What Is Aeronautics?

Aeronautics is the science that underlies the study, design, and manufacture of airplanes or other aviation vehicles. Aeronautics also includes research into methods for aircraft operation within the earth's atmosphere. Aeronautical engineers apply principles and concepts of engineering to create new aircraft containing the most current and sophisticated technologies. Schools offering Aviation Management degrees can also be found in these popular choices.

Aeronautics Industry Overview

Airplanes, gliders and helicopters all stay midair thanks to the principles within the flight science called aeronautics. These include physics concepts like Newton's laws of motion; aerodynamics, the motion of air; and Bernoulli's principle of lift. Aeronautical engineering is the design and construction of airplanes and other aircraft that fly within the atmosphere. Aerospace engineering encompasses aeronautics as well as the design and construction of spacecraft. Aeronautical engineering and aerospace engineering degree programs typically contain many of the same courses. Principles and theories that are common to aeronautical engineering are also applied in the construction of buildings and evaluation of the performance of space vehicles within the earth's atmosphere.

Important Facts About Aeronautics Careers

Median Salary (2019)$77,258 (for all aeronautical engineers)*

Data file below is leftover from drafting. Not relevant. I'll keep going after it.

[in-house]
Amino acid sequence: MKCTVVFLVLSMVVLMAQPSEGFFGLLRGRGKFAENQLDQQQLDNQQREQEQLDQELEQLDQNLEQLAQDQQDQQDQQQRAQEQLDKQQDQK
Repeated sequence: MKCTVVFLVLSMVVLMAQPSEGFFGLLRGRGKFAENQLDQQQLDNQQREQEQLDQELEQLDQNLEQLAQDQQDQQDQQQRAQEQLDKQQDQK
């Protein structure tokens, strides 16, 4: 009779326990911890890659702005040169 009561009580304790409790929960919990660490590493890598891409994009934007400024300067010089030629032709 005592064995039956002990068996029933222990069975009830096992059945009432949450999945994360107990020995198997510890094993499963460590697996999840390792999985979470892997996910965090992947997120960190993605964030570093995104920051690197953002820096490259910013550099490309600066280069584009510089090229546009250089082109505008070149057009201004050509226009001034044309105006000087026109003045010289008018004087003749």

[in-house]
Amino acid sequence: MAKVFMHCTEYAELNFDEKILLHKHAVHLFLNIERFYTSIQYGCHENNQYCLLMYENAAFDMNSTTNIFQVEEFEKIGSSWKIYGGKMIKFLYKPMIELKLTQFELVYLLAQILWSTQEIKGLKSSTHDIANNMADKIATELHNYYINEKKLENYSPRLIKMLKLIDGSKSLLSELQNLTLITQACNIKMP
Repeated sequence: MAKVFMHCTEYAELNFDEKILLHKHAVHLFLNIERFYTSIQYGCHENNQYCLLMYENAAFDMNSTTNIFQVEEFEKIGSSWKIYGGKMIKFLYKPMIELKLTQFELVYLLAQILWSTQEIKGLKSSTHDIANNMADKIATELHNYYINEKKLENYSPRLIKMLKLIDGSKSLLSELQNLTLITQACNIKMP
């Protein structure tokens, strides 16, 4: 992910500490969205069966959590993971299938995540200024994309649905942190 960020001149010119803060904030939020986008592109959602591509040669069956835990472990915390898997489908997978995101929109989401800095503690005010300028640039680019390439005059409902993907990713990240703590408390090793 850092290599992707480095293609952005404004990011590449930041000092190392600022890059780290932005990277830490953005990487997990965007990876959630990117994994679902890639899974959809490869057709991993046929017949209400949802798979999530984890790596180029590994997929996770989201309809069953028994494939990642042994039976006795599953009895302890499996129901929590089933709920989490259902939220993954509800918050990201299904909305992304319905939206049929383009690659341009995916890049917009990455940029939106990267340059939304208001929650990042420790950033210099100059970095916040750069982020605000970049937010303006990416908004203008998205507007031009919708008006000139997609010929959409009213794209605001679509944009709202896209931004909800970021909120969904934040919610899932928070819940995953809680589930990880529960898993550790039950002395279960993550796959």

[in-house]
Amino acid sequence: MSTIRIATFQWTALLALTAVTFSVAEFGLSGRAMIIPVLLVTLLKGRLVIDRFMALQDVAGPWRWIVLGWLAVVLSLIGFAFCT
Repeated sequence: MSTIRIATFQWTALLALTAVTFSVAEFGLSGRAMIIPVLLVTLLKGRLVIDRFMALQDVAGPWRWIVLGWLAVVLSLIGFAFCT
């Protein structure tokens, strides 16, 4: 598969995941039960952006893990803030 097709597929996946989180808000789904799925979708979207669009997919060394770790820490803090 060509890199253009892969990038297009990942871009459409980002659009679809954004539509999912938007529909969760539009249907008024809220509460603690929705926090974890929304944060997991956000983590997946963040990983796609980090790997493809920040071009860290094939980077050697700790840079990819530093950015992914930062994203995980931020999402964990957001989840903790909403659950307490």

Job Outlook (2016-2026)6% growth (for all aerospace engineers)**
LicensureNot required but good for job advancement (for all aerospace engineers)
Work EnvironmentLaboratories, manufacturing facilities, offices

Sources: *Payscale.com, **U.S. Bureau of Labor Statistics

Education and Careers

People who want a career in aeronautics typically enroll in a four-year institution to earn a bachelor's degree in aeronautics, aeronautical engineering, or aerospace engineering. Graduates of aeronautical engineering degree programs understand the scientific, technological, and engineering principles and concepts that keep planes flying. Students will learn the creative and practical skills required for working in teams to create newer vehicles for air travel, including airplanes, helicopters, gliders, satellites, and missile systems.


  • Analytical aeronautical engineers evaluate data that affect the air worthiness of an aircraft, including thermodynamics, aerodynamics, wind pressure, and strength.
  • Design aeronautical engineers are responsible for an aircraft's construction. They must strive to work within an established budget while adhering to a client's specifications.
  • Field service aeronautical engineers are trained to manage all aircraft maintenance and safety inspections. They must identify any potential problems and have them fixed before a vehicle takes off.
  • Flight research aeronautical engineers evaluate reports following a test flight to make sure everything is working according to specifications. Any changes to improve safety, performance, fuel efficiency, or mileage are made by them.

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